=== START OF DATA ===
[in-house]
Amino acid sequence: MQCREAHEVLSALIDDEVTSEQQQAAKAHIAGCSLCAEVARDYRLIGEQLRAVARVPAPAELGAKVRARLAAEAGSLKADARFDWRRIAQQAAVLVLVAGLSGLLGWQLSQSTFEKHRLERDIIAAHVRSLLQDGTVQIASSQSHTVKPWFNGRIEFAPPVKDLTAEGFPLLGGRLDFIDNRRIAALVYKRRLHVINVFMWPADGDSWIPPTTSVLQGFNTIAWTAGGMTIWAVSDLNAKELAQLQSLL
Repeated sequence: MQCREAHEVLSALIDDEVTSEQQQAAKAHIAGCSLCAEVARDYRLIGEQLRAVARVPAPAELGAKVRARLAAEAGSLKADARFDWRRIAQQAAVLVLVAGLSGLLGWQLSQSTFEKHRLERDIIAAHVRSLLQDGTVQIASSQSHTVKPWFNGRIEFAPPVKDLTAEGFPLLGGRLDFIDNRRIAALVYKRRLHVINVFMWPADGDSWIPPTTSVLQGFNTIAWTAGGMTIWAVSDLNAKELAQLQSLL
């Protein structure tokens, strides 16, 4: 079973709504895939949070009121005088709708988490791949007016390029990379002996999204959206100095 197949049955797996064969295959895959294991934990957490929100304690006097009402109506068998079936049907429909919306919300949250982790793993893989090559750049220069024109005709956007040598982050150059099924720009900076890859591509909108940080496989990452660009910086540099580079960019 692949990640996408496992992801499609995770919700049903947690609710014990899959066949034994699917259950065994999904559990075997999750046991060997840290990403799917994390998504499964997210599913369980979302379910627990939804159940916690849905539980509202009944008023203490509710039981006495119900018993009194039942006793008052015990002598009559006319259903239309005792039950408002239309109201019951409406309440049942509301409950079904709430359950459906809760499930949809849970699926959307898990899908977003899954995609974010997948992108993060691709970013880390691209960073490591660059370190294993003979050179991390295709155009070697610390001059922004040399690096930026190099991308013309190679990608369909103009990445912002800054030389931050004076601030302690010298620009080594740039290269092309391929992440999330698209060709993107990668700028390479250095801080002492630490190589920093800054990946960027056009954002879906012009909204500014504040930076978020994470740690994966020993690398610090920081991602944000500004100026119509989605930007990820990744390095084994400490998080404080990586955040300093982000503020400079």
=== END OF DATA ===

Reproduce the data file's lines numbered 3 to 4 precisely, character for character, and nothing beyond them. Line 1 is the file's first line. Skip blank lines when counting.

Repeated sequence: MQCREAHEVLSALIDDEVTSEQQQAAKAHIAGCSLCAEVARDYRLIGEQLRAVARVPAPAELGAKVRARLAAEAGSLKADARFDWRRIAQQAAVLVLVAGLSGLLGWQLSQSTFEKHRLERDIIAAHVRSLLQDGTVQIASSQSHTVKPWFNGRIEFAPPVKDLTAEGFPLLGGRLDFIDNRRIAALVYKRRLHVINVFMWPADGDSWIPPTTSVLQGFNTIAWTAGGMTIWAVSDLNAKELAQLQSLL
């Protein structure tokens, strides 16, 4: 079973709504895939949070009121005088709708988490791949007016390029990379002996999204959206100095 197949049955797996064969295959895959294991934990957490929100304690006097009402109506068998079936049907429909919306919300949250982790793993893989090559750049220069024109005709956007040598982050150059099924720009900076890859591509909108940080496989990452660009910086540099580079960019 692949990640996408496992992801499609995770919700049903947690609710014990899959066949034994699917259950065994999904559990075997999750046991060997840290990403799917994390998504499964997210599913369980979302379910627990939804159940916690849905539980509202009944008023203490509710039981006495119900018993009194039942006793008052015990002598009559006319259903239309005792039950408002239309109201019951409406309440049942509301409950079904709430359950459906809760499930949809849970699926959307898990899908977003899954995609974010997948992108993060691709970013880390691209960073490591660059370190294993003979050179991390295709155009070697610390001059922004040399690096930026190099991308013309190679990608369909103009990445912002800054030389931050004076601030302690010298620009080594740039290269092309391929992440999330698209060709993107990668700028390479250095801080002492630490190589920093800054990946960027056009954002879906012009909204500014504040930076978020994470740690994966020993690398610090920081991602944000500004100026119509989605930007990820990744390095084994400490998080404080990586955040300093982000503020400079």